Vampires have become a big business in popular culture. Books, comics, movies: they're everywhere! Well, fictional ones are, at any rate. Nonfictional examples are harder to come by. So hard, in fact, that it's worth asking: do vampires actually exist?

There are a lot of conflicting stories about vampire behavior in pop culture, so before we can answer this question, let's first agree on some ground rules:

  1. If you're bitten by a vampire, you become a vampire.
  2. Vampires need to drink human blood.
  3. Vampires need to feed once a week.

For the sake of argument, let's say there's a vampire out there who plays by these rules. What would that mean for the future of mankind?

After one week, this bloodsucker would have bitten one person, creating one new vampire. In the second week, both vampires will feed, bringing their total number up to four. And so on:

Week 0 1 2 3 4 w
Number of Vampires 1 2 4 8 16 2w

If this doubling continues, then after w weeks we'd expect 2w vampires roaming the earth. 16 vampires in a month may not seem all that concerning for a human population that's 7 billion strong, but the situation gets dire awfully quickly. In fact, it would only take 33 weeks for vampires to wipe us out:

Scary stuff, right? And our assumptions — like vampires feasting just once a week — may be conservative. If vampires fed twice a week, for instance, it'd only take them 21 weeks to devour us all. On the other hand, even if vampires only fed once a year, it'd still take just 33 years for mankind to go extinct. Basically, if any vampires existed, we'd all be vampires by now.

But we're not. And since we're not all vampires, this means there must not have been a first vampire to begin with. So chill out on the vampire hysteria, people: we can all relax.

Or can we? Before you decide to go wandering through the Transylvanian countryside, consider that there's a shortcoming in our model. Namely, we assumed that the vampire population would have grown without any opposition. But if you've ever seen any vampire movie ever, you know that this is unlikely: we humans love vampire-hunting, and won't go down without a fight.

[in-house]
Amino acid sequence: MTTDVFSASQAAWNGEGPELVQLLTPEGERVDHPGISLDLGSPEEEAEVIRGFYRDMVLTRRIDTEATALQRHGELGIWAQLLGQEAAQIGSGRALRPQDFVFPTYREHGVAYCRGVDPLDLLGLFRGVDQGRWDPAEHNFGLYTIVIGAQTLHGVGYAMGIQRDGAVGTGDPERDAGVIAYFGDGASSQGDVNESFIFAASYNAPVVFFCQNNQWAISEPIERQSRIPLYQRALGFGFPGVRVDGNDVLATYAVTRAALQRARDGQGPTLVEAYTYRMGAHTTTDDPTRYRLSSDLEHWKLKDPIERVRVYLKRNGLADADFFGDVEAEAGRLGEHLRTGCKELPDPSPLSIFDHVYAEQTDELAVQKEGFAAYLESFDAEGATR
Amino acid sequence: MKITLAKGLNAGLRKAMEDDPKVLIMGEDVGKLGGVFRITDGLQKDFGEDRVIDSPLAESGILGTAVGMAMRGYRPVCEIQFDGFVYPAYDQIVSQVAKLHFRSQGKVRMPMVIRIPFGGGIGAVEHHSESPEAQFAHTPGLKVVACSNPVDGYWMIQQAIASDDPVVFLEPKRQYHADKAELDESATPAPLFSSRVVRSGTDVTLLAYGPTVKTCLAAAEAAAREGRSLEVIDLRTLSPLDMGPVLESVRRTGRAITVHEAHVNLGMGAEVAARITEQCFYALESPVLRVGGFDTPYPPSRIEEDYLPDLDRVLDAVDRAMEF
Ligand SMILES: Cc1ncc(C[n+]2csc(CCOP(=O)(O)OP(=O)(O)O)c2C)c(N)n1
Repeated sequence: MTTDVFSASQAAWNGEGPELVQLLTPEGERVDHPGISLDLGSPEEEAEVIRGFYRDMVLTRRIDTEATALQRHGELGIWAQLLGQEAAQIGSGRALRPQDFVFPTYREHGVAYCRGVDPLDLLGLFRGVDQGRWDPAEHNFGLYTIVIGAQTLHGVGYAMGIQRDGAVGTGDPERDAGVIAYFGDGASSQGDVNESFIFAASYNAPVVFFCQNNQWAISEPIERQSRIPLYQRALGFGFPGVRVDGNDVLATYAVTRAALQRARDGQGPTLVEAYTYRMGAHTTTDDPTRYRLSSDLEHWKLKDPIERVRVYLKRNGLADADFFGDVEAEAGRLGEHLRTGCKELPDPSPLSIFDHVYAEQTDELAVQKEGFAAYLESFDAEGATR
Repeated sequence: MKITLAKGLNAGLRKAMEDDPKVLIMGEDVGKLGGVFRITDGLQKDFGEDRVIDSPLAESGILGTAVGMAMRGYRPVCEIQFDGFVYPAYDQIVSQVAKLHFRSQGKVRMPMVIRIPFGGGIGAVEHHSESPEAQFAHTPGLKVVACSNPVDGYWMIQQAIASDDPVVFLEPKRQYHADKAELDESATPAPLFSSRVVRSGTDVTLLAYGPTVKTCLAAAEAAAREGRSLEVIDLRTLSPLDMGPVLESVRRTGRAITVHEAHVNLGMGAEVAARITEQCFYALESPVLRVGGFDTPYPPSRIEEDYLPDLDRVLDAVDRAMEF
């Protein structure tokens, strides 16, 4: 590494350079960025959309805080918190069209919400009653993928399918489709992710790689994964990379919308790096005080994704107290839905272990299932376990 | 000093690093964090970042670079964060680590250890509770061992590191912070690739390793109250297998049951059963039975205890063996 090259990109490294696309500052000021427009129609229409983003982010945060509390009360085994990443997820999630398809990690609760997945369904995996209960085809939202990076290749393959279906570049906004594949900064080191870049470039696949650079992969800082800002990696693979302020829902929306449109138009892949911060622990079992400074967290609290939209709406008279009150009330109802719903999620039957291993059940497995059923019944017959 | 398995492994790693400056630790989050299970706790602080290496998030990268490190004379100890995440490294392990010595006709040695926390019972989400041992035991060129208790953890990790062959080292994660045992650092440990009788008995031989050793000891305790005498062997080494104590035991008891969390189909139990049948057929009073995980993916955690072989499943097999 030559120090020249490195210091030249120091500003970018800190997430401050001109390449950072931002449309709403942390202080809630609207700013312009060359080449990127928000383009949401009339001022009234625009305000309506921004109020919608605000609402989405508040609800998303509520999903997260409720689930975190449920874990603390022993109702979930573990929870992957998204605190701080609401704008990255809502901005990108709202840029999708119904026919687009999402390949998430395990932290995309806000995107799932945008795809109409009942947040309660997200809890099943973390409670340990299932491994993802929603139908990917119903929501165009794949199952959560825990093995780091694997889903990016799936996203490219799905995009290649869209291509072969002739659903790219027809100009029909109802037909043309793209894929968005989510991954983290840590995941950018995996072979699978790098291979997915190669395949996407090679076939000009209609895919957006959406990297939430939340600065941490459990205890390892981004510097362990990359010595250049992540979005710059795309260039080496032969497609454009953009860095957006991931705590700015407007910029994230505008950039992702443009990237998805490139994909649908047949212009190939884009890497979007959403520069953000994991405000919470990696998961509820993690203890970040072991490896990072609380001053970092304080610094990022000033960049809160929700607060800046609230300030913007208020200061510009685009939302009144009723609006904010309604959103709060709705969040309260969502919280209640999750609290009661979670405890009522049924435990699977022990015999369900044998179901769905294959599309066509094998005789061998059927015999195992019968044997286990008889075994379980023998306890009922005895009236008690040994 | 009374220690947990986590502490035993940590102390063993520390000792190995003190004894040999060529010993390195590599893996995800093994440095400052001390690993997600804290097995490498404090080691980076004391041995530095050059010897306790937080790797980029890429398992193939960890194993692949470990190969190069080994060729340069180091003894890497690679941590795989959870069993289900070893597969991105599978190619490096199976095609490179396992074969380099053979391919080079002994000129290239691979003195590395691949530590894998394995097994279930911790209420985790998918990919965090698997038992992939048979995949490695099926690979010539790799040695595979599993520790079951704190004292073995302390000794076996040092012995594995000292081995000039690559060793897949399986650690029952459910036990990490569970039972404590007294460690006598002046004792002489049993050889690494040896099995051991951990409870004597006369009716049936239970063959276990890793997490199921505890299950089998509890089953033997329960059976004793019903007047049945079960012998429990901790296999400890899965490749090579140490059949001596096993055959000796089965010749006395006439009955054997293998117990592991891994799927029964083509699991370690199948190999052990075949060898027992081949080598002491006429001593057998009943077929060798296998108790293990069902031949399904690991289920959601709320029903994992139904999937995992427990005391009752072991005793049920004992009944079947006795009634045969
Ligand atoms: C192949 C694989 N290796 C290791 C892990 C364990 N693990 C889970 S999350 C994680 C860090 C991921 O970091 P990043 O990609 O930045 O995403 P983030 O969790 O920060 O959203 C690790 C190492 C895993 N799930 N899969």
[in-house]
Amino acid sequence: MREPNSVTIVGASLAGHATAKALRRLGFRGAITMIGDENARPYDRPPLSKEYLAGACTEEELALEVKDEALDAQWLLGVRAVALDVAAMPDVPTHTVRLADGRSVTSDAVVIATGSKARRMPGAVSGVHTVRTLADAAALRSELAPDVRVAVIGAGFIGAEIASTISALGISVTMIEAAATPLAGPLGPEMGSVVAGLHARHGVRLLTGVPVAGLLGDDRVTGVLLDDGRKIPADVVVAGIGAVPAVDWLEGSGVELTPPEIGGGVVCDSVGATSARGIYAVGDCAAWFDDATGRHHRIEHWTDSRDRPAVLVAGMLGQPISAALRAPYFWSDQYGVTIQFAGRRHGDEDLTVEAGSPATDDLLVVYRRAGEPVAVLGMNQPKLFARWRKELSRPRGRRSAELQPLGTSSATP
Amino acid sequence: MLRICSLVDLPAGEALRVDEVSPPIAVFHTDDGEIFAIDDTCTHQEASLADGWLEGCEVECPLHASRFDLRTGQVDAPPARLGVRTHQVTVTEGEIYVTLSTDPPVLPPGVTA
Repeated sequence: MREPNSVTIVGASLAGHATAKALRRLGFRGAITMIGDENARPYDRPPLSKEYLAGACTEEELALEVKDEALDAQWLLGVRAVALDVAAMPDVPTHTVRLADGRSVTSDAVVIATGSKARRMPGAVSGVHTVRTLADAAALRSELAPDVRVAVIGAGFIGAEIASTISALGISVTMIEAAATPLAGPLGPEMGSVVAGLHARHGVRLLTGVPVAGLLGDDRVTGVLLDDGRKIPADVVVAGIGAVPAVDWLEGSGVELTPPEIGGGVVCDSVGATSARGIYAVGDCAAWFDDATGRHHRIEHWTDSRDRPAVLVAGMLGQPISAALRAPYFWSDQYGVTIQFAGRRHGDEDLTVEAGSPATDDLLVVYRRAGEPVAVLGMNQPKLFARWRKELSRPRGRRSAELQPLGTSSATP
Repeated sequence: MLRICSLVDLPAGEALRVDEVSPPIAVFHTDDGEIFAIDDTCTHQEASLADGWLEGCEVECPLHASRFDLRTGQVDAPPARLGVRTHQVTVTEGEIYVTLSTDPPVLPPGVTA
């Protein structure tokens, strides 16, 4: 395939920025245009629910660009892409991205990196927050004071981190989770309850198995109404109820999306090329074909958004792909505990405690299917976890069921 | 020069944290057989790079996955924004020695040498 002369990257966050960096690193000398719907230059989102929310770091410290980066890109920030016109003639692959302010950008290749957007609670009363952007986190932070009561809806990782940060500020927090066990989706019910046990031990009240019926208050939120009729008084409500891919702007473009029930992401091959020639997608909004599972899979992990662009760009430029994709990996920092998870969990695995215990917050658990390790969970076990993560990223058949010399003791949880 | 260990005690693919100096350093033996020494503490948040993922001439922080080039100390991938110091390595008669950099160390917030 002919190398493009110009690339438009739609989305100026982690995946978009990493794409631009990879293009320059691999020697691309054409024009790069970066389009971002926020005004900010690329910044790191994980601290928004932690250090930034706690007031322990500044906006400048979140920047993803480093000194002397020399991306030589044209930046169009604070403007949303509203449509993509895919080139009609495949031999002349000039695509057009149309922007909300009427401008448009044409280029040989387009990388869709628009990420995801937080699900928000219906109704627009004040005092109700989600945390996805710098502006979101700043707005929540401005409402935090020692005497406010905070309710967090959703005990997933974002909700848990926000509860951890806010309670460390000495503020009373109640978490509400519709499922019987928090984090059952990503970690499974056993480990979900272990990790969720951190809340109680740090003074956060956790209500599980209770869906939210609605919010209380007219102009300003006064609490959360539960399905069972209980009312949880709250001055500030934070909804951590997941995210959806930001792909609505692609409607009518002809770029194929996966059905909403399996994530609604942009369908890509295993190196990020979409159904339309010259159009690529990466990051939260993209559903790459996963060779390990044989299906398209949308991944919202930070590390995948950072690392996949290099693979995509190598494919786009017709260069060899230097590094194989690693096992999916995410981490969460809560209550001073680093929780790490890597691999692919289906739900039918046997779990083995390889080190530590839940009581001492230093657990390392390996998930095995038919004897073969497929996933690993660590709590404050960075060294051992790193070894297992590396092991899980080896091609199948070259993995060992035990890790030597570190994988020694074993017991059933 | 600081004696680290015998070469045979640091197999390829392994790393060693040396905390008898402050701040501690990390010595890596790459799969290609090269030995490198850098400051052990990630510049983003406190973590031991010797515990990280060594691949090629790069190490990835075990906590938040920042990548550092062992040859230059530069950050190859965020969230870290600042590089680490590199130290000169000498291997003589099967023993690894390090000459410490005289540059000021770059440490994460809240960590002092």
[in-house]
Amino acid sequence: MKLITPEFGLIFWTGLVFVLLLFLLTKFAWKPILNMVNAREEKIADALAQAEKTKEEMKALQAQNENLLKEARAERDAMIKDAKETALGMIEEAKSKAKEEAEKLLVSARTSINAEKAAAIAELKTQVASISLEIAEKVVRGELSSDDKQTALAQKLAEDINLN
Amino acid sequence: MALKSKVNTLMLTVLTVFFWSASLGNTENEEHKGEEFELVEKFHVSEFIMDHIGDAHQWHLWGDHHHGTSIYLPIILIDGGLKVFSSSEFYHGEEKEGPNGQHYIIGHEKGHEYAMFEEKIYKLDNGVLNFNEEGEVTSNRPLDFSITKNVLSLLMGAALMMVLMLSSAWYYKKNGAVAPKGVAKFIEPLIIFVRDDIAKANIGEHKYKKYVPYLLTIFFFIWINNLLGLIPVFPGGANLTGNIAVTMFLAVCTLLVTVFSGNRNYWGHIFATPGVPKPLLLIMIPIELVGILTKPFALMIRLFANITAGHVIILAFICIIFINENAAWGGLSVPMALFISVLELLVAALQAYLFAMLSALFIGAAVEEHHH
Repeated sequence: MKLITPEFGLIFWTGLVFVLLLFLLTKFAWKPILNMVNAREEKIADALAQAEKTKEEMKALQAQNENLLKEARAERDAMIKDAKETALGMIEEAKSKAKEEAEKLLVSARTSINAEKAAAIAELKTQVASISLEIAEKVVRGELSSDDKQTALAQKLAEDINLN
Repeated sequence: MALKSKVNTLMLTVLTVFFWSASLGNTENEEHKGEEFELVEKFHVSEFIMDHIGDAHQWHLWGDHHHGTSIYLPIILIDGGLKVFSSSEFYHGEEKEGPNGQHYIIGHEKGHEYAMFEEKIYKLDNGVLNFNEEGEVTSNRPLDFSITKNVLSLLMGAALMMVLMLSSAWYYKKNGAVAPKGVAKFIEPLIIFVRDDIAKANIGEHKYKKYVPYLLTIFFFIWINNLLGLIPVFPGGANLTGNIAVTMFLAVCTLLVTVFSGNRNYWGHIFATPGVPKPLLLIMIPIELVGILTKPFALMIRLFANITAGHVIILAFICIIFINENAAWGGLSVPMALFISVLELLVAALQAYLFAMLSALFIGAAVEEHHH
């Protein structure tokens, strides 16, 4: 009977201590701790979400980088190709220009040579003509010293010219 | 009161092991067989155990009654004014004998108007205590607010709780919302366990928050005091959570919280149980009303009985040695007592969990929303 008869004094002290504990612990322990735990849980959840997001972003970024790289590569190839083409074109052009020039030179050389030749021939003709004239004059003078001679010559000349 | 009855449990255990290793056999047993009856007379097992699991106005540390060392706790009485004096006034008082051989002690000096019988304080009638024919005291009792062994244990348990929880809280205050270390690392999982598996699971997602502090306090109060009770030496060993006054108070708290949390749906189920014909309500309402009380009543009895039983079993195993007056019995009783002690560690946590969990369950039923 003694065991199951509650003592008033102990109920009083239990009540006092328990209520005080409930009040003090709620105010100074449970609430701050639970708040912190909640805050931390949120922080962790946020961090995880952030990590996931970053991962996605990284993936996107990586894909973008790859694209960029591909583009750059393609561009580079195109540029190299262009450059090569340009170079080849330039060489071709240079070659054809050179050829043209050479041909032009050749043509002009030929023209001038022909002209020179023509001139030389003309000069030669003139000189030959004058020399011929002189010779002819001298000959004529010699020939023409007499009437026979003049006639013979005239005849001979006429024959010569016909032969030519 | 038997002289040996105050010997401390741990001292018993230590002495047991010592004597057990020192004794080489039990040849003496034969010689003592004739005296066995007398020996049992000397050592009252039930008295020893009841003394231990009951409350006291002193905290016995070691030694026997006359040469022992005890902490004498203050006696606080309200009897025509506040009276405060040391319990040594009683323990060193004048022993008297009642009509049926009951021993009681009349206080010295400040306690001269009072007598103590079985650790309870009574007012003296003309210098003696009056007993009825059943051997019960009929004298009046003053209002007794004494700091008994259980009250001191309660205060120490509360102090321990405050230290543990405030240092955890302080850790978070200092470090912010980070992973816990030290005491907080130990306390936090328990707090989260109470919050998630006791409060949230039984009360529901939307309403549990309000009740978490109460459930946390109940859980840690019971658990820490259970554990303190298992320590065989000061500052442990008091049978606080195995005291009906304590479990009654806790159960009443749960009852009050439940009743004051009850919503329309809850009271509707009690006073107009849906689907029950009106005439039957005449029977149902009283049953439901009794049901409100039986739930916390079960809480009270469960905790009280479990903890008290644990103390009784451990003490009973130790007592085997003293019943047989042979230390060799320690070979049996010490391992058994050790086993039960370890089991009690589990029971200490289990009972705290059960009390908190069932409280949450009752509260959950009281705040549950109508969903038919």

So what happens if we try to factor in the percent of vampires that get slain each week?

If we don't put up a fight, then things progress exactly as they did before. But if we're aggressive in our fight against vampires, we can slow their exponential growth, and in some cases, eliminate it entirely. For instance, if vampires feed once per week, but we're able to slay 50% of all vampires every week, then the population will never grow above a single vampire!

Of course, eliminating half the vampire population is easier when there are 2 vampires than when there are 2 million. So in order for this strategy to be successful, we need to strike early. If we can do this, then we might be able to keep any future vampire outbreak at bay.

That's the good news. The bad news is that, if we factor in vampire death, we can no longer say that it's impossible for vampires to exist. Though the risks are pretty low, we wouldn't judge you if you took some garlic and a wooden stake along with your trick-or-treat bag.

Happy Halloween, everybody.  And sleep tight.

Teachers: want to talk about vampires with your students?  Check out this week's featured lesson, Pandemic.

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